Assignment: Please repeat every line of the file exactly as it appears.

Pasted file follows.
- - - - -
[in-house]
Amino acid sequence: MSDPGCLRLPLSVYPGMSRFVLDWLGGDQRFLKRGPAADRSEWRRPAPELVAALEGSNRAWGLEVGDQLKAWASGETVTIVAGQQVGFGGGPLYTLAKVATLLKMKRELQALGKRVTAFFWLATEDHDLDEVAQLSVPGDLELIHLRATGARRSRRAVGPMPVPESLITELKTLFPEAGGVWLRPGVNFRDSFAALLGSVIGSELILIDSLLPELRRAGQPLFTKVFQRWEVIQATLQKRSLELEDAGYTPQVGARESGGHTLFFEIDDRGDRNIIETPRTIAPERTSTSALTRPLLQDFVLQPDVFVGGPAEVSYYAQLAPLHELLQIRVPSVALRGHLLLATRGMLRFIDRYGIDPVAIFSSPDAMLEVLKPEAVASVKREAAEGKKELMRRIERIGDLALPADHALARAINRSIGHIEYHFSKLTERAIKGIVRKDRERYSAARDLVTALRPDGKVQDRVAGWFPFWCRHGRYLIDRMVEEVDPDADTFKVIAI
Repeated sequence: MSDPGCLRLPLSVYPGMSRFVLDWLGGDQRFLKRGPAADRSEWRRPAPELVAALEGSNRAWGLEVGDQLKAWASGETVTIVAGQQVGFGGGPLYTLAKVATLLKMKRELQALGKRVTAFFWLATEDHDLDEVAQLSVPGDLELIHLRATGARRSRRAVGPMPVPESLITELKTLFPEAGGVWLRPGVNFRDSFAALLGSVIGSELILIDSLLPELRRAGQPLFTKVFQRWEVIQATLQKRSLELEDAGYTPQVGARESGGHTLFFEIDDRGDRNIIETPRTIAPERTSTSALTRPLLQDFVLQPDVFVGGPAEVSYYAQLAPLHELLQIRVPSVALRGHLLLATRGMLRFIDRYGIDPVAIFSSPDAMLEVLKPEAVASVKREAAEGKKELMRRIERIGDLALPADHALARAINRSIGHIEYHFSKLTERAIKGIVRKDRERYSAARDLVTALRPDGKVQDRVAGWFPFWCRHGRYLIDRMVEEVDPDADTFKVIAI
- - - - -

[in-house]
Amino acid sequence: MSDPGCLRLPLSVYPGMSRFVLDWLGGDQRFLKRGPAADRSEWRRPAPELVAALEGSNRAWGLEVGDQLKAWASGETVTIVAGQQVGFGGGPLYTLAKVATLLKMKRELQALGKRVTAFFWLATEDHDLDEVAQLSVPGDLELIHLRATGARRSRRAVGPMPVPESLITELKTLFPEAGGVWLRPGVNFRDSFAALLGSVIGSELILIDSLLPELRRAGQPLFTKVFQRWEVIQATLQKRSLELEDAGYTPQVGARESGGHTLFFEIDDRGDRNIIETPRTIAPERTSTSALTRPLLQDFVLQPDVFVGGPAEVSYYAQLAPLHELLQIRVPSVALRGHLLLATRGMLRFIDRYGIDPVAIFSSPDAMLEVLKPEAVASVKREAAEGKKELMRRIERIGDLALPADHALARAINRSIGHIEYHFSKLTERAIKGIVRKDRERYSAARDLVTALRPDGKVQDRVAGWFPFWCRHGRYLIDRMVEEVDPDADTFKVIAI
Repeated sequence: MSDPGCLRLPLSVYPGMSRFVLDWLGGDQRFLKRGPAADRSEWRRPAPELVAALEGSNRAWGLEVGDQLKAWASGETVTIVAGQQVGFGGGPLYTLAKVATLLKMKRELQALGKRVTAFFWLATEDHDLDEVAQLSVPGDLELIHLRATGARRSRRAVGPMPVPESLITELKTLFPEAGGVWLRPGVNFRDSFAALLGSVIGSELILIDSLLPELRRAGQPLFTKVFQRWEVIQATLQKRSLELEDAGYTPQVGARESGGHTLFFEIDDRGDRNIIETPRTIAPERTSTSALTRPLLQDFVLQPDVFVGGPAEVSYYAQLAPLHELLQIRVPSVALRGHLLLATRGMLRFIDRYGIDPVAIFSSPDAMLEVLKPEAVASVKREAAEGKKELMRRIERIGDLALPADHALARAINRSIGHIEYHFSKLTERAIKGIVRKDRERYSAARDLVTALRPDGKVQDRVAGWFPFWCRHGRYLIDRMVEEVDPDADTFKVIAI